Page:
🇬🇷 Greece

Negotiations to return Greece’s Parthenon Marbles (which have been housed in the British Museum in London since 1816) are nearly complete.

  • The news is somewhat surprising given former Prime Minister Johnson said in March last year that “the UK government has a firm longstanding position on the sculptures, which is that they were legally acquired by Lord Elgin under the appropriate laws of the time”.

🇪🇸 Spain

Spanish security officials are on high alert after a series of letter bombs arrived at the US and Ukrainian embassies and the offices of prominent Spanish politicians last week.

  • Spain’s Interior Minister Fernando Grande-Marlaska believes the bombs might be linked to the Russo-Ukraine War.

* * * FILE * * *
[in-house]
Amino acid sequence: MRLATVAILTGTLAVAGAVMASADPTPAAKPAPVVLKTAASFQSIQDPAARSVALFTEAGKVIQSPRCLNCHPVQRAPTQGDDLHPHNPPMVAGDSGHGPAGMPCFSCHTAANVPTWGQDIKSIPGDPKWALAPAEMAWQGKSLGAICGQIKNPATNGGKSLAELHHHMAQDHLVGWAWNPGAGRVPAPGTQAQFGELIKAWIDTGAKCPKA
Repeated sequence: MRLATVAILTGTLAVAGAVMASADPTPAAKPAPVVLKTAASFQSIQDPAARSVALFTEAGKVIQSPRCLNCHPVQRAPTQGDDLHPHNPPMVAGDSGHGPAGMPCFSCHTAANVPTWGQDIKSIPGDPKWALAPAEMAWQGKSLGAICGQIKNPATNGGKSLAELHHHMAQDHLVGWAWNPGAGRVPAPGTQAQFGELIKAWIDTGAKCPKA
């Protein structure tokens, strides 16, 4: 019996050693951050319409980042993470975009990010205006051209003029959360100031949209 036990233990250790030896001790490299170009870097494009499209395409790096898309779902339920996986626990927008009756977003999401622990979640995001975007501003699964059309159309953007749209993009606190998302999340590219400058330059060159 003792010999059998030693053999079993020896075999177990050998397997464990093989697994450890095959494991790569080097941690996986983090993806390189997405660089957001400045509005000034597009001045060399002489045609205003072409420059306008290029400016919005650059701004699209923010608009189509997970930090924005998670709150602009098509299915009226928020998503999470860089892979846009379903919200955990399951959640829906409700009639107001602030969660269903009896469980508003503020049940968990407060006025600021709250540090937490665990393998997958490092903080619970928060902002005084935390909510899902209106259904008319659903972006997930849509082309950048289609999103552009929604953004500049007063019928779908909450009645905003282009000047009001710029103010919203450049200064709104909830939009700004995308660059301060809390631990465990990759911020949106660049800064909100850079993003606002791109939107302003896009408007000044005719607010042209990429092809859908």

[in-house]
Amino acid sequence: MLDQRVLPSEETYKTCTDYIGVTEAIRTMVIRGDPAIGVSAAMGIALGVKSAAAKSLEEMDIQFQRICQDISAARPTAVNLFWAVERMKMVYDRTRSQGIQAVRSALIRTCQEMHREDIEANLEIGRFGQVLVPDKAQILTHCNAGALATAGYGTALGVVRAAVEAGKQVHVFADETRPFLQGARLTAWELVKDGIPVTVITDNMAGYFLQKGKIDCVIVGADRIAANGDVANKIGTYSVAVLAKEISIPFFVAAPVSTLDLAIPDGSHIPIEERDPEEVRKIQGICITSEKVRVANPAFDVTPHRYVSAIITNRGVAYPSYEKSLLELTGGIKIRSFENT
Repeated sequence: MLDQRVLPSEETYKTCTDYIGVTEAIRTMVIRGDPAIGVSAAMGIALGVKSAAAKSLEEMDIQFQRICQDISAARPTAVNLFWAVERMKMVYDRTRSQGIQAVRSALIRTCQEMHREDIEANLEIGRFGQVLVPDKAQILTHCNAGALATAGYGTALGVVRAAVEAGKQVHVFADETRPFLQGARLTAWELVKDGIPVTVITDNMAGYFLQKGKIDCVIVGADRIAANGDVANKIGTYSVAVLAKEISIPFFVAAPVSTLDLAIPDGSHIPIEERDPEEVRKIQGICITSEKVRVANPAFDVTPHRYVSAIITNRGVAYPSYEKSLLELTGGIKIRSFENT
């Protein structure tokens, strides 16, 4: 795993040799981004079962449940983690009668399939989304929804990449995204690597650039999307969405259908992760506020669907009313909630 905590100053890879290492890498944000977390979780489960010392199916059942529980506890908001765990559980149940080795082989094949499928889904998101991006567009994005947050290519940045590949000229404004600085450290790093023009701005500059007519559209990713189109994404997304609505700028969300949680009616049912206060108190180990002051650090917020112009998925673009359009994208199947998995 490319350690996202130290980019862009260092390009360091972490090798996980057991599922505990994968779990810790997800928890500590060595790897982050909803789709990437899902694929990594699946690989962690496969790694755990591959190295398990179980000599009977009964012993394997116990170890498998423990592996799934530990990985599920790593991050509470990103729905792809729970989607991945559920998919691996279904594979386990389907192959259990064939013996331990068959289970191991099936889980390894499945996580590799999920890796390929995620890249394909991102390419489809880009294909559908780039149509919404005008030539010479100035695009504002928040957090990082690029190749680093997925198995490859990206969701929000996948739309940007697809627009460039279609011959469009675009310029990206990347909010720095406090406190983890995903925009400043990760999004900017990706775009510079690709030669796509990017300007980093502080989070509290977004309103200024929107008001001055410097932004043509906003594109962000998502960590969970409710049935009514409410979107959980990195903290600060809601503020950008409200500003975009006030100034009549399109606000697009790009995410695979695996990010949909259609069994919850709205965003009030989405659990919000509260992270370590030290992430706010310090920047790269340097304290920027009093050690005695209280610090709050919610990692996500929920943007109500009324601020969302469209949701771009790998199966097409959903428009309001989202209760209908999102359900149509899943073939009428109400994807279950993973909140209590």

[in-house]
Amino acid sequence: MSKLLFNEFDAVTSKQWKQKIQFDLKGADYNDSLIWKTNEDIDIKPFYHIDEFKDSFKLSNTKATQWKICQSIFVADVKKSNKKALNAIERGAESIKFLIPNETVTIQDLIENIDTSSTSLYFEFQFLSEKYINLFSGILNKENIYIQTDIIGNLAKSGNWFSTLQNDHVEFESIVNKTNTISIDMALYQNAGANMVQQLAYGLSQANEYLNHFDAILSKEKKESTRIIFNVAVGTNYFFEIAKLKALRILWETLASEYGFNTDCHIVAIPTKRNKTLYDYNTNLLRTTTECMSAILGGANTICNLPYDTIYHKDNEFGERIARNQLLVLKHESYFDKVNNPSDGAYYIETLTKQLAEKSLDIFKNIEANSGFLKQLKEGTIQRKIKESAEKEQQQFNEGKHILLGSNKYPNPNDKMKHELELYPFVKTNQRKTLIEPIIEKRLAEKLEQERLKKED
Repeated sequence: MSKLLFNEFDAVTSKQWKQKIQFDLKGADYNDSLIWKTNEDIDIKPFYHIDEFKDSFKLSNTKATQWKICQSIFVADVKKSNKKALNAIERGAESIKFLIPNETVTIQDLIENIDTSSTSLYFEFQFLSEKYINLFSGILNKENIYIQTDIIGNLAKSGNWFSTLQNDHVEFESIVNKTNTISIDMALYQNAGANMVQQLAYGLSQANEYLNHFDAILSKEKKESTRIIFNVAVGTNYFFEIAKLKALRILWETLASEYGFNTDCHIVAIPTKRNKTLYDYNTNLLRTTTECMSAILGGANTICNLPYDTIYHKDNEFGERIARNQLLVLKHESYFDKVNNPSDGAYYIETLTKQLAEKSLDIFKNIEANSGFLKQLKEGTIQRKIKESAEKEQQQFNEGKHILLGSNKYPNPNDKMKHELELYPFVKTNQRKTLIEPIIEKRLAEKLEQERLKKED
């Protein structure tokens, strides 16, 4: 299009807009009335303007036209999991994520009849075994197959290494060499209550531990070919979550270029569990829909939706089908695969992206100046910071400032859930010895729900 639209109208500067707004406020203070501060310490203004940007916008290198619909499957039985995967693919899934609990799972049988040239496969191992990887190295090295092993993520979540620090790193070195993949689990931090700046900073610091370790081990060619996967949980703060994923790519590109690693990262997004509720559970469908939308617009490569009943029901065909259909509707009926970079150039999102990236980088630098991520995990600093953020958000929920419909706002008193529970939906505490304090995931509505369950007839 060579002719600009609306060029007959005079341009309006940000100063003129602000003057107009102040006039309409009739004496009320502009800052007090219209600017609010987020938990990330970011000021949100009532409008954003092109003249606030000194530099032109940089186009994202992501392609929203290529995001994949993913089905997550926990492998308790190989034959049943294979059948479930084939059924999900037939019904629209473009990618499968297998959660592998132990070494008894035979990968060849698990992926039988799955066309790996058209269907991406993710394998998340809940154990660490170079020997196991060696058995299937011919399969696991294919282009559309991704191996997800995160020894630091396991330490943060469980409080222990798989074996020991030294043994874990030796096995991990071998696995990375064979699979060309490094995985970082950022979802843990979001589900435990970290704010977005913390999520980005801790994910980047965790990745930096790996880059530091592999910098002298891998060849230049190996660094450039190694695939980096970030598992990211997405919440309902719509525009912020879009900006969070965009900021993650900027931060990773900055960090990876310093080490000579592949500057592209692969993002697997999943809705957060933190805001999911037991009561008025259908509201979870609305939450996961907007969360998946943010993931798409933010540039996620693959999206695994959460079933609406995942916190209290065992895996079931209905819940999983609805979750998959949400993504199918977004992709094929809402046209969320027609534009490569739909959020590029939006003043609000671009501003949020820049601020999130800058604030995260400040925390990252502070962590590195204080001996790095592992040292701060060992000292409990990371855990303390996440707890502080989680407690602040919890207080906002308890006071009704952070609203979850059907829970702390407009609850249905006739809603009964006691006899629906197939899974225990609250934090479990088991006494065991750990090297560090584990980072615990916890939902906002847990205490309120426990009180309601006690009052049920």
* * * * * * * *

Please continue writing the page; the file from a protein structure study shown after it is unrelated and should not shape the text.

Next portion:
How did Belarus’ foreign minister die?

Vladimir Makei (right) was set to meet with his Russian counterpart Sergei Lavrov (left) days before his mysterious death. Credits: AFP

The news: The Belarusian foreign minister, Vladimir Makei, died on 26 November, aged 64.

  • Makei had served as both an assistant and chief-of-staff to Belarusian President Alexander Lukashenko for over a decade before becoming foreign minister in 2012.

Shady happenings afoot? In announcing Mr Makei’s death, the foreign ministry only shared that he ‘died suddenly’ without indicating where or how he died.

  • The former British Ambassador to Belarus Nigel Gould-Davies speculated that “there may be something very sinister behind [Makei’s] sudden and unexplained death.”

The context: Minister Makei was considered among the most European-oriented within President Lukashenko’s inner circle, and frequently encouraged the president to forge closer ties with the West.